Remember how it snowed a lot in February and Glenn Beck issued an "Amber Alert" for Al Gore, because obviously seasonal weather patterns debunk Gore's global warming hoax? (Beck crowed, "Well, the snow is hammering Washington D.C. again. I believe God is just saying, 'I got your global warming here, eh?'") Well, those loony left-wing scientists at the NASA Goddard Institute for Space Studies are now saying [pdf] that the global surface temperature in 2010 is already hotter than any year on record. The report, which concludes that "that there has been no reduction in the global warming trend of 0.15-0.20°C/decade that began in the late 1970s," also addresses civilization's inability to deal with the crisis, thanks to demagogues like Beck:

The task of alleviating the communication obstacle posed by politicization is formidable. The difficulty is compounded by continual attacks on the credibility of scientists. Polls indicate that the attacks have been effective in causing many members of the public to doubt the reality of global warming. Given this situation, the best hope may be repeated clear description of the science and passage of sufficient time to confirm validity of the description.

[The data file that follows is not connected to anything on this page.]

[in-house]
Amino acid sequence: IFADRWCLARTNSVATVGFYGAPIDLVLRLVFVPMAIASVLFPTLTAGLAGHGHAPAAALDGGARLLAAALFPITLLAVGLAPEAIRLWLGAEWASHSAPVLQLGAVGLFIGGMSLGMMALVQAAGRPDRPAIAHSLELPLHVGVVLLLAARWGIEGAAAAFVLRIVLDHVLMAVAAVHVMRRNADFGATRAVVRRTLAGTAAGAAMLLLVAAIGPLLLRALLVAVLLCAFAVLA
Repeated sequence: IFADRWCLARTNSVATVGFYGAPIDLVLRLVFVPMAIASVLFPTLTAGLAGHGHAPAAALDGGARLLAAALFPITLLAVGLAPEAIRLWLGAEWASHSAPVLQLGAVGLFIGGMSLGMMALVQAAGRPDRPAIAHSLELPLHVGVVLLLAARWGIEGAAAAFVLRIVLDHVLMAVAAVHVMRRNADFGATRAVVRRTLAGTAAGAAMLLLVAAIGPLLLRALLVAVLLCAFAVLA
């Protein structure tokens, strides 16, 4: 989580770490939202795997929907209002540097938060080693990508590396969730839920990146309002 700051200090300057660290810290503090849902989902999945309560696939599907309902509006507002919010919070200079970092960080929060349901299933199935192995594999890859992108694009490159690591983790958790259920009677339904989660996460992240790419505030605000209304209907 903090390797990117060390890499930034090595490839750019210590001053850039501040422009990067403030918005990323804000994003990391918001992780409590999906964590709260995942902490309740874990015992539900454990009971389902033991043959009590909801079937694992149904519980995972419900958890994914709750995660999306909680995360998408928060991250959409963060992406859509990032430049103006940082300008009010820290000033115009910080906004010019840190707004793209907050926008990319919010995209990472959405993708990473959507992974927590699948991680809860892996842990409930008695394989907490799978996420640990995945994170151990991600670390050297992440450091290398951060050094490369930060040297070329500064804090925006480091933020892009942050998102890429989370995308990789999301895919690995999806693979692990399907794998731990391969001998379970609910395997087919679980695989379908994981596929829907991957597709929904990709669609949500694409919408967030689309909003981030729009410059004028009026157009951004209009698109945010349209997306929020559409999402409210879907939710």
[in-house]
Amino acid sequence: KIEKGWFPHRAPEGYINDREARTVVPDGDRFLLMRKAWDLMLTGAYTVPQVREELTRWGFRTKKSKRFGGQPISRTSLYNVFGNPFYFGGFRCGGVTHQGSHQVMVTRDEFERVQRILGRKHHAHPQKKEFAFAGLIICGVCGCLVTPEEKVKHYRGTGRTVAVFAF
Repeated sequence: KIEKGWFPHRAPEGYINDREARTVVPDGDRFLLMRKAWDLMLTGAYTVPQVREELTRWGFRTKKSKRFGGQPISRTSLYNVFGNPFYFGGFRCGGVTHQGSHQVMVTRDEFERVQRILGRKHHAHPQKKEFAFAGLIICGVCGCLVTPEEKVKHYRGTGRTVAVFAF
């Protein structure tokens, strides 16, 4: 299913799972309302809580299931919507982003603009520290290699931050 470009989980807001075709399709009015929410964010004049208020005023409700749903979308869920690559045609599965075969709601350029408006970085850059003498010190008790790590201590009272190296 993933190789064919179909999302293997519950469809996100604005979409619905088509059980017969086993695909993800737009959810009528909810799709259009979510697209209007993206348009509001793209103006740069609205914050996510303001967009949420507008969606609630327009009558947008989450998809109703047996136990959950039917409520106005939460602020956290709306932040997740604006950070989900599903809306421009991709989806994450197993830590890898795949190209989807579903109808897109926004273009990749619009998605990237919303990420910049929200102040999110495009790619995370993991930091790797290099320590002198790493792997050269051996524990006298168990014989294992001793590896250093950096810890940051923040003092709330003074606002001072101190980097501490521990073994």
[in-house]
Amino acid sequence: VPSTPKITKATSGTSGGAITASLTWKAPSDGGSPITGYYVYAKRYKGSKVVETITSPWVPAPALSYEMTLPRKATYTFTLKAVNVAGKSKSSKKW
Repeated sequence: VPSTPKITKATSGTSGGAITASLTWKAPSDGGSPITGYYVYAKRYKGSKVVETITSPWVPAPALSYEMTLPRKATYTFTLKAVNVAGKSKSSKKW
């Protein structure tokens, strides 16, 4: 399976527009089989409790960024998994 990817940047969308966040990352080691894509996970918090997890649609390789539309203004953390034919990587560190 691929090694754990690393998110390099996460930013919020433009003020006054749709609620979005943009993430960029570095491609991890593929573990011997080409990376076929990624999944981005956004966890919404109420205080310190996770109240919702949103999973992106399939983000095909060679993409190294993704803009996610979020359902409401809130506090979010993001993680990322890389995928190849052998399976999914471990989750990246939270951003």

A problem with that prescription is the danger that the climate system could pass tipping points that cause major climate changes to proceed largely out of humanity's control.

In Washington, Senate Democratic leaders now say they will bring a climate bill to the floor for a vote by the end of the month. Politico reports that "the bill will have four parts: an oil spill response; a clean-energy and job-creation title based on work done in the Senate Energy and Natural Resources Committee; a tax package from the Senate Finance Committee; and a section that deals with greenhouse gas emissions from the electric utility industry."

According to Grist, "Of all sectors of the U.S. economy, electric utilities are the biggest emitter." And the bill's "oil-spill response section is the timely political hook... Reid, John Kerry, and other leaders hope a few Republicans will feel compelled to vote for drilling safeguards during the summer of the Gulf gusher—or pay an electoral cost if they don't."